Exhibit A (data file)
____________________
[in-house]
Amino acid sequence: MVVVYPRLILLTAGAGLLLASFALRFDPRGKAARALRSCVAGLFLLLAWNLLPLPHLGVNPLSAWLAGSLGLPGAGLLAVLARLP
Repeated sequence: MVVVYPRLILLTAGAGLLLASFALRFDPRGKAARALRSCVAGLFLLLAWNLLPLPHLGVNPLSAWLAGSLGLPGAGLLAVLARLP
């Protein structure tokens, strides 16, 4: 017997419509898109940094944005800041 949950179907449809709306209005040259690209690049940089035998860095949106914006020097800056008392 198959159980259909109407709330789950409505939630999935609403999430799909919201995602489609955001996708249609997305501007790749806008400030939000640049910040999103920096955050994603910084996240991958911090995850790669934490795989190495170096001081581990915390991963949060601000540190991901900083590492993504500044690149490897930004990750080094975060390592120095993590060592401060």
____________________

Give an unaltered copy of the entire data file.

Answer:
[in-house]
Amino acid sequence: MVVVYPRLILLTAGAGLLLASFALRFDPRGKAARALRSCVAGLFLLLAWNLLPLPHLGVNPLSAWLAGSLGLPGAGLLAVLARLP
Repeated sequence: MVVVYPRLILLTAGAGLLLASFALRFDPRGKAARALRSCVAGLFLLLAWNLLPLPHLGVNPLSAWLAGSLGLPGAGLLAVLARLP
């Protein structure tokens, strides 16, 4: 017997419509898109940094944005800041 949950179907449809709306209005040259690209690049940089035998860095949106914006020097800056008392 198959159980259909109407709330789950409505939630999935609403999430799909919201995602489609955001996708249609997305501007790749806008400030939000640049910040999103920096955050994603910084996240991958911090995850790669934490795989190495170096001081581990915390991963949060601000540190991901900083590492993504500044690149490897930004990750080094975060390592120095993590060592401060």